Examining New England Patriots' Offseason and Key Preseason Positional Battles
The 2012 NFL season saw the New England Patriots fall just short of the Lombardi Trophy for the seventh consecutive year, this time at the hands of the Super Bowl champion Baltimore Ravens with a shocking 28-13 loss in the AFC Championship game.
New England hasn’t won a Super Bowl since the 2004 season but is always in the mix. The preeminent team of the 2000s has made a playoff appearance in 10 of the last 12 seasons, and there’s no reason to believe it won’t be back in the postseason hunt in 2013.
While Bill Belichick’s personnel decisions often go against the grain, he has managed to create sustainability and continuity with Tom Brady at the helm, always adding and subtracting the right pieces to make it work. Never employing the same tired strategies year in and year out, Belichick has kept his team at the forefront of the AFC.
However, this offseason was a little different in a few notable ways. Despite stockpiling draft picks in recent years, the Patriots entered the 2013 draft with only five draft picks with which to work. As always, it would be up to Belichick to make some creative moves on draft weekend to find the right pieces to bring it all together.
There was nothing particularly impressive about what Belichick did in the draft, but he almost always finds a way to develop the talent that has sustained the Patriots’ success. Part of this year’s plan was to add to a receiving corps that will look drastically different in 2013.
With Wes Welker’s contract expiring and the Patriots unwilling to offer him a large payday, the league’s best slot receiver was left to walk in free agency, signing with the AFC powerhouse Denver Broncos. He’ll no doubt find a great fit in Denver as one of Peyton Manning’s top pass-catching weapons.
But Belichick had a plan in place in the event that Welker wouldn’t return at a bargain rate. Without much hesitation, New England pulled the trigger on a five-year, $31 million contract that would bring former St. Louis Rams receiver Danny Amendola to Foxborough.
The oft-injured Texas Tech product shined in St. Louis with Sam Bradford at the helm, but he missed almost all of the 2011 campaign (15 games) and found himself on the sidelines in five more contests in 2012. If the Patriots hope to replace their iron-man slot receiver’s consistent production in 2013, Amendola has to remain healthy and on the field.
To further his plan of bolstering New England’s group of receivers, Belichick selected Marshall wide receiver Aaron Dobson in the second round and TCU wide receiver Josh Boyce in the fourth round of April’s draft. It remains to be seen how much either player will contribute in 2013, but it’s safe to say New England’s receiving corps will look much different going forward.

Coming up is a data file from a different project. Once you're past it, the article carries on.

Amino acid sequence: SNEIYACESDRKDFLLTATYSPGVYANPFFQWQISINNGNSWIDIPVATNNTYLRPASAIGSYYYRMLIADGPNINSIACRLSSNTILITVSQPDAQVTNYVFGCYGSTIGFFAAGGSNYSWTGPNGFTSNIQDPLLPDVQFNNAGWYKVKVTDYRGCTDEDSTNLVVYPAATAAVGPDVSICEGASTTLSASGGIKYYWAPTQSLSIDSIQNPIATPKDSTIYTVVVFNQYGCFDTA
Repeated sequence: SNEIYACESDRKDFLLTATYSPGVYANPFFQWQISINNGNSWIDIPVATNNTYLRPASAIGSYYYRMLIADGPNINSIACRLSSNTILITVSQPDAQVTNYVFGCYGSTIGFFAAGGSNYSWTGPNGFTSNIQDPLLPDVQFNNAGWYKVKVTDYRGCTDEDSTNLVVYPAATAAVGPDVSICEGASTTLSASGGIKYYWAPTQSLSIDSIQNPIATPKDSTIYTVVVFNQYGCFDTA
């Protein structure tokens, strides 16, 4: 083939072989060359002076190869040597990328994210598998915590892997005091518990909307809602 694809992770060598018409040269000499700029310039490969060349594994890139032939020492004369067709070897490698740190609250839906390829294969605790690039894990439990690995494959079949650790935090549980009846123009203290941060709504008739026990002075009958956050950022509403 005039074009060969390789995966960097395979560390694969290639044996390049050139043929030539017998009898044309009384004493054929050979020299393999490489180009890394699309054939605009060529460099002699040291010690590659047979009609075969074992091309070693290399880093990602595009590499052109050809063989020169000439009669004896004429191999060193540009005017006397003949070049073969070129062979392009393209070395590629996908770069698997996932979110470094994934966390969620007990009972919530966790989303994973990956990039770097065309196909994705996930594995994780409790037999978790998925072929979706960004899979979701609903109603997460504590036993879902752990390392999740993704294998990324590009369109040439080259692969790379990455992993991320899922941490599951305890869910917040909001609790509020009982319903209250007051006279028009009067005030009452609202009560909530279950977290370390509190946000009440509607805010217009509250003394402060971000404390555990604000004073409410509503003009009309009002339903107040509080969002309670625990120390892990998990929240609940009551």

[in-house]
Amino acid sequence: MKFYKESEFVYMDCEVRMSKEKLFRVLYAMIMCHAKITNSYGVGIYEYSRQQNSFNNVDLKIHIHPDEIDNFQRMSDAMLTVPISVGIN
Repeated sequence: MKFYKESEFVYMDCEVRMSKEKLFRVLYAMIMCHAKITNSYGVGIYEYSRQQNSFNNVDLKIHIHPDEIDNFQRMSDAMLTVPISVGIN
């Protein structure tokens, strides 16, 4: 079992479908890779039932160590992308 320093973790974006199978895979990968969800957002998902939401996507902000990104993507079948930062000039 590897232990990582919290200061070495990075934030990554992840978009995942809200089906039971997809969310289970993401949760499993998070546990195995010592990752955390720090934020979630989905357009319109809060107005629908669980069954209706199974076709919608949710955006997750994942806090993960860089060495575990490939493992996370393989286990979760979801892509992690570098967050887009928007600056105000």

Perhaps the biggest story of the offseason, however, has been the health of two-time All-Pro tight end Rob Gronkowski.
Brady’s favorite red-zone target has been battling injuries since the latter half of the 2011 season, and he missed his first career games last year in playing just 11 contests. This offseason, Gronkowski had additional surgery on the left forearm he broke in 2012, and his health should be a major concern for New England as the season approaches.
This offseason wasn’t all about offense, though.
To stabilize a pass defense that finished 29th in the league in total yards last season, the Patriots re-signed Aqib Talib and fellow cornerback Kyle Arrington. They also inked former Arizona Cardinals standout safety Adrian Wilson to a three-year, $5 million contract and added Rutgers cornerback Logan Ryan in the third round of the draft.
Ryan and teammate Duron Harmon (safety) join former Rutgers cornerback Devin McCourty—now New England’s most consistent safety—in a defensive backfield that needed some work this offseason.
Let's take a look at many of these offseason moves, as well as some key positional battles to watch as the 2013 season approaches.
2013 NFL Draft
Round 2 (Pick 52): OLB Jamie Collins, Southern Mississippi
Round 2 (Pick 59): WR Aaron Dobson, Marshall
Round 3 (Pick 83): CB Logan Ryan, Rutgers
Round 3 (Pick 91): S Duron Harmon, Rutgers
Round 4 (Pick 102): WR Josh Boyce, TCU
Round 7 (Pick 226): DE Michael Buchanan, Illinois
Round 7 (Pick 235): ILB Steve Beauharnais, Rutgers
Either New England’s scouts spent a little extra time on Rutgers’ campus, or they saw something they loved in Logan Ryan, Duron Harmon and Steve Beauharnais.
The trio of former Rutgers defenders fills several needs for the Patriots, though there has to be something more to the fact that the Patriots have drafted four Scarlet Knights in the last four drafts.
In any case, Bill Belichick did what he needed to do to make the 2013 draft a successful endeavor for the Patriots. With a receiving corps clearly suffering from a lack of young talent and a defensive backfield in need of repair, New England made the most of its selections, especially in Rounds 2, 3 and 4.
Belichick traded out of the first round to acquire more selections, ultimately adding another second- and third-round pick in the process. With those extra selections, the Patriots were able to add additional depth at linebacker and cornerback.